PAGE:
Traditionally, crawling underneath a bramble bush was a charm to ward off rheumatism and problems such as boils, blackheads, etc. When they were gathered at the right time of the moon in older eras, the blackberries were supposed to confer protection against all 'evil runes' on the person.

The entire herb was once believed to possess a significant power both as a medicine and as a charm; it was used to treat various ailments and used in warding off spirits. Since very ancient times, the flowers and fruit were employed in the treatment of venomous bites; salads would be made from the young shoots and these were though to hold up loose teeth - a belief that Gerard cautiously upheld would occur only with the addition of a little alum to the shoots.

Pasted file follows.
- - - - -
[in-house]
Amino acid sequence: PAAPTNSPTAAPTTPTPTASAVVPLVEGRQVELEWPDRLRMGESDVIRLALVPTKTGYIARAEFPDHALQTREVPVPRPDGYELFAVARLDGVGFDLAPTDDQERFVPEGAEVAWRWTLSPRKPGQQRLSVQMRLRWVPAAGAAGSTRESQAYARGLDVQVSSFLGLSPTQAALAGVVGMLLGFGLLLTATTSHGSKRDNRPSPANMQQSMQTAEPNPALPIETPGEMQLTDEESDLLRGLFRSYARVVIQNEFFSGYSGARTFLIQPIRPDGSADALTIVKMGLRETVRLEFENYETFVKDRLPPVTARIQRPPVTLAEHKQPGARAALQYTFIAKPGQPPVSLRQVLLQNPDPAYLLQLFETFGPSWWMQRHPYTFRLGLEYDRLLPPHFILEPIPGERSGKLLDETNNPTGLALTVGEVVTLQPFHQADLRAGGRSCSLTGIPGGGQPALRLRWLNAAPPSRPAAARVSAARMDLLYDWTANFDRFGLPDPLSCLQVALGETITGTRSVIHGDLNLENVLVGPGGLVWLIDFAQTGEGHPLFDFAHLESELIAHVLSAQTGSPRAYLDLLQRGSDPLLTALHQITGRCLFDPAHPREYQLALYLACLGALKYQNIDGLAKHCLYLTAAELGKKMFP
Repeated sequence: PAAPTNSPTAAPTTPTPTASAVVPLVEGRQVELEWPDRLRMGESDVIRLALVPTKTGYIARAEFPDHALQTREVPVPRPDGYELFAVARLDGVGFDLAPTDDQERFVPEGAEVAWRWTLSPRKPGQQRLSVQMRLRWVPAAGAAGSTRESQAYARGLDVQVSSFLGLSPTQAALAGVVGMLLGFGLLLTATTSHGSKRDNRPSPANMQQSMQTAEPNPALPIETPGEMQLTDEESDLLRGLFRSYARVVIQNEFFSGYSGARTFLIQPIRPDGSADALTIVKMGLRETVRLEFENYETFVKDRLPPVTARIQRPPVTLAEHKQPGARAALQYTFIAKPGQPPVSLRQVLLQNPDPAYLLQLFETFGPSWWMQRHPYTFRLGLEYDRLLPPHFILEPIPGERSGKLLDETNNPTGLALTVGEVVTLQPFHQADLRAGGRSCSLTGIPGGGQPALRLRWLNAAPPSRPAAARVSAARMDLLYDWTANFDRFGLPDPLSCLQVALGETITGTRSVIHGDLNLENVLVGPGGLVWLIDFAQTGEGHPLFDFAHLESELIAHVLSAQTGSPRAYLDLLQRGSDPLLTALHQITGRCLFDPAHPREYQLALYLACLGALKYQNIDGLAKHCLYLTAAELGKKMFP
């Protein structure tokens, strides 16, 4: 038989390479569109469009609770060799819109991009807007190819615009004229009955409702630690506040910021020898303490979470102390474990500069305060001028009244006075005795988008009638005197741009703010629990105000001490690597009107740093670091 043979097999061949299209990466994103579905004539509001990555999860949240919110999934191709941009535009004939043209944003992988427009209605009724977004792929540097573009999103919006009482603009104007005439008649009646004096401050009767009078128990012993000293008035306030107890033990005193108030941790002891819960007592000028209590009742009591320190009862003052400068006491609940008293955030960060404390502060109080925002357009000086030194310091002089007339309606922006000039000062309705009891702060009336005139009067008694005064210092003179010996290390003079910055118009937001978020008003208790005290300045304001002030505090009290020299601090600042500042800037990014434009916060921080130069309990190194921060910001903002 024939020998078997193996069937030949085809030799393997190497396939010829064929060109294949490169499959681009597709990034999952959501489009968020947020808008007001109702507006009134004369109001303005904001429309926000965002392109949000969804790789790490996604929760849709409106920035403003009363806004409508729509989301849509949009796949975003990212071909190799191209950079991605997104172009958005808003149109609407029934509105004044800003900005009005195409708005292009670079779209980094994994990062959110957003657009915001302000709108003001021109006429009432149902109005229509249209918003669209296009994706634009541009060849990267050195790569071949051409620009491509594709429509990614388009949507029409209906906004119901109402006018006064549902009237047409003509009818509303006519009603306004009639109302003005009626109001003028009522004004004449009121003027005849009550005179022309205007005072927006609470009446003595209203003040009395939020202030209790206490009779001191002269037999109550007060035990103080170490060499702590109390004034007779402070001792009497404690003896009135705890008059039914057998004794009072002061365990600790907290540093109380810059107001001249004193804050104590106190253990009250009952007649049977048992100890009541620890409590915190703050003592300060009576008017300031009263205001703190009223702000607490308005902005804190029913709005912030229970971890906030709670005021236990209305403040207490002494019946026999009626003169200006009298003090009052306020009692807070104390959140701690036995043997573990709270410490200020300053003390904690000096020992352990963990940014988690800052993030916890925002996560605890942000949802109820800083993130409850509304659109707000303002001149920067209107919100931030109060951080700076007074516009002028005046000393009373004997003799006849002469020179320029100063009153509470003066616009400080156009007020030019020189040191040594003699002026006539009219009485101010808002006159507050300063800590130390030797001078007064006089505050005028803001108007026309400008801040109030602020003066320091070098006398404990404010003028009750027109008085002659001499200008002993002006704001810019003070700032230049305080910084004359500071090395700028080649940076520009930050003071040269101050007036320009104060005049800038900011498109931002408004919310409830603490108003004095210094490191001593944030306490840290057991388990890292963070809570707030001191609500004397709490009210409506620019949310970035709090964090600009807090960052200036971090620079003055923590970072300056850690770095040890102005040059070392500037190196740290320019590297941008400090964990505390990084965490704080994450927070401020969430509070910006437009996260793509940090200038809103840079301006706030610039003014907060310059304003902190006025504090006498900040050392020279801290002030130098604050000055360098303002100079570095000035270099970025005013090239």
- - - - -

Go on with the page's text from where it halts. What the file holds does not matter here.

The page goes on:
Most medieval herbalist such as Gerard regarded the bramble as being a significant astringent, which they contend when eaten or applied on the skin, and are a very useful poultice for piles, the fruit was supposed to halt looseness in the bowels and was said to be good for treating stones in the body. The herbalist also believed that it was a good remedy for soreness affecting the mouth and the throat of a person.

Herbal tea prepared from the leaves of the blackberry has traditionally been much valued as a home remedy for treating sore throats and prolonged diarrhea. The chewing of the fresh blackberry leaves is a very ancient remedy for the treatment of bleeding gums and related oral disorders.